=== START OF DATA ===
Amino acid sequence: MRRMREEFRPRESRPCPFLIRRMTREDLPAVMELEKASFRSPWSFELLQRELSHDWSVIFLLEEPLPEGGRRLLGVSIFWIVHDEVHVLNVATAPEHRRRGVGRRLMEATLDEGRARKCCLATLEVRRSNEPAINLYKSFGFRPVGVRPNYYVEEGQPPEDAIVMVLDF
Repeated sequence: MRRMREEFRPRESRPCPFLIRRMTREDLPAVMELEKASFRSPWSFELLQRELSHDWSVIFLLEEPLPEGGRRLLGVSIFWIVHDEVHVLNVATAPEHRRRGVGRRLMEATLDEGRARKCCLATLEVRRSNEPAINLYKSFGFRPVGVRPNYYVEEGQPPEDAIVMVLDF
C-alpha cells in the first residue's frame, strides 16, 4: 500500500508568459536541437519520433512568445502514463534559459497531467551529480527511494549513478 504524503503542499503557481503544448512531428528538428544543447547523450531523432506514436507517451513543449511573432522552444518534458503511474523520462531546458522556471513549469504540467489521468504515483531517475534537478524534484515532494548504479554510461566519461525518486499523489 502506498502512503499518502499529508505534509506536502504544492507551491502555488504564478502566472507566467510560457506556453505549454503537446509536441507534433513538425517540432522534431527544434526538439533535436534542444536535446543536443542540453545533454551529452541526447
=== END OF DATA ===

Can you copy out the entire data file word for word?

Amino acid sequence: MRRMREEFRPRESRPCPFLIRRMTREDLPAVMELEKASFRSPWSFELLQRELSHDWSVIFLLEEPLPEGGRRLLGVSIFWIVHDEVHVLNVATAPEHRRRGVGRRLMEATLDEGRARKCCLATLEVRRSNEPAINLYKSFGFRPVGVRPNYYVEEGQPPEDAIVMVLDF
Repeated sequence: MRRMREEFRPRESRPCPFLIRRMTREDLPAVMELEKASFRSPWSFELLQRELSHDWSVIFLLEEPLPEGGRRLLGVSIFWIVHDEVHVLNVATAPEHRRRGVGRRLMEATLDEGRARKCCLATLEVRRSNEPAINLYKSFGFRPVGVRPNYYVEEGQPPEDAIVMVLDF
C-alpha cells in the first residue's frame, strides 16, 4: 500500500508568459536541437519520433512568445502514463534559459497531467551529480527511494549513478 504524503503542499503557481503544448512531428528538428544543447547523450531523432506514436507517451513543449511573432522552444518534458503511474523520462531546458522556471513549469504540467489521468504515483531517475534537478524534484515532494548504479554510461566519461525518486499523489 502506498502512503499518502499529508505534509506536502504544492507551491502555488504564478502566472507566467510560457506556453505549454503537446509536441507534433513538425517540432522534431527544434526538439533535436534542444536535446543536443542540453545533454551529452541526447